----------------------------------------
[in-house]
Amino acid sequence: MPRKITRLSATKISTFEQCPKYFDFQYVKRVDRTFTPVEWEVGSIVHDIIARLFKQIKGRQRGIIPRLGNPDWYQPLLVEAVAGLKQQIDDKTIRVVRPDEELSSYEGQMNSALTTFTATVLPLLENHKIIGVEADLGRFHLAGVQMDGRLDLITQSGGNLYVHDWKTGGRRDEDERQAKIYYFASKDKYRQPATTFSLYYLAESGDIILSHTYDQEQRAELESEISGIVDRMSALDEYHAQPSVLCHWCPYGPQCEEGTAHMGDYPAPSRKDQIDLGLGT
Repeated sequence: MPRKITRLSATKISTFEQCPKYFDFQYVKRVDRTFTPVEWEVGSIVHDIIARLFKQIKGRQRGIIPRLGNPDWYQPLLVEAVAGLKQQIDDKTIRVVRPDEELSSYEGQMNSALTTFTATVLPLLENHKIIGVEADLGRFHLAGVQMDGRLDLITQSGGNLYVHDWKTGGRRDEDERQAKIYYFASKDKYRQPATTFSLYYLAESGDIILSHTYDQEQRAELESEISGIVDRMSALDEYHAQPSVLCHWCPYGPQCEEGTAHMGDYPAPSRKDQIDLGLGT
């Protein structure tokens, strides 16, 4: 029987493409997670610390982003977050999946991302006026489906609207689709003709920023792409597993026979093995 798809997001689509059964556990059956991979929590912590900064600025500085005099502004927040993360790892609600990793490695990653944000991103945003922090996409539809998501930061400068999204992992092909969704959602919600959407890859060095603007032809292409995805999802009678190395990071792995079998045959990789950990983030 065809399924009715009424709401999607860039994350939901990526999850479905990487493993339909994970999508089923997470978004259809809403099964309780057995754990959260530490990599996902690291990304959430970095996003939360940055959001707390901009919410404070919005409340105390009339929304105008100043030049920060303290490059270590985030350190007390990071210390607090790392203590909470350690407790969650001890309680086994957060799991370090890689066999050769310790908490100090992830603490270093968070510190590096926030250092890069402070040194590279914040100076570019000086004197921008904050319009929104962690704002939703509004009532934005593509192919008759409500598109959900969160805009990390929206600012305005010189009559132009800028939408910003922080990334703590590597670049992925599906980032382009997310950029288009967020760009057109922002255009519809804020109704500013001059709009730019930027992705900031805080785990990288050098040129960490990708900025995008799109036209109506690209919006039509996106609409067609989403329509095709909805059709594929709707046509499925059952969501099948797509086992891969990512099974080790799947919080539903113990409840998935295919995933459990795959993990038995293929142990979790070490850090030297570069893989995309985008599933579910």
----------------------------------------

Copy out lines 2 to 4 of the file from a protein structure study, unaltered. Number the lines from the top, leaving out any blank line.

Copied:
Amino acid sequence: MPRKITRLSATKISTFEQCPKYFDFQYVKRVDRTFTPVEWEVGSIVHDIIARLFKQIKGRQRGIIPRLGNPDWYQPLLVEAVAGLKQQIDDKTIRVVRPDEELSSYEGQMNSALTTFTATVLPLLENHKIIGVEADLGRFHLAGVQMDGRLDLITQSGGNLYVHDWKTGGRRDEDERQAKIYYFASKDKYRQPATTFSLYYLAESGDIILSHTYDQEQRAELESEISGIVDRMSALDEYHAQPSVLCHWCPYGPQCEEGTAHMGDYPAPSRKDQIDLGLGT
Repeated sequence: MPRKITRLSATKISTFEQCPKYFDFQYVKRVDRTFTPVEWEVGSIVHDIIARLFKQIKGRQRGIIPRLGNPDWYQPLLVEAVAGLKQQIDDKTIRVVRPDEELSSYEGQMNSALTTFTATVLPLLENHKIIGVEADLGRFHLAGVQMDGRLDLITQSGGNLYVHDWKTGGRRDEDERQAKIYYFASKDKYRQPATTFSLYYLAESGDIILSHTYDQEQRAELESEISGIVDRMSALDEYHAQPSVLCHWCPYGPQCEEGTAHMGDYPAPSRKDQIDLGLGT
């Protein structure tokens, strides 16, 4: 029987493409997670610390982003977050999946991302006026489906609207689709003709920023792409597993026979093995 798809997001689509059964556990059956991979929590912590900064600025500085005099502004927040993360790892609600990793490695990653944000991103945003922090996409539809998501930061400068999204992992092909969704959602919600959407890859060095603007032809292409995805999802009678190395990071792995079998045959990789950990983030 065809399924009715009424709401999607860039994350939901990526999850479905990487493993339909994970999508089923997470978004259809809403099964309780057995754990959260530490990599996902690291990304959430970095996003939360940055959001707390901009919410404070919005409340105390009339929304105008100043030049920060303290490059270590985030350190007390990071210390607090790392203590909470350690407790969650001890309680086994957060799991370090890689066999050769310790908490100090992830603490270093968070510190590096926030250092890069402070040194590279914040100076570019000086004197921008904050319009929104962690704002939703509004009532934005593509192919008759409500598109959900969160805009990390929206600012305005010189009559132009800028939408910003922080990334703590590597670049992925599906980032382009997310950029288009967020760009057109922002255009519809804020109704500013001059709009730019930027992705900031805080785990990288050098040129960490990708900025995008799109036209109506690209919006039509996106609409067609989403329509095709909805059709594929709707046509499925059952969501099948797509086992891969990512099974080790799947919080539903113990409840998935295919995933459990795959993990038995293929142990979790070490850090030297570069893989995309985008599933579910």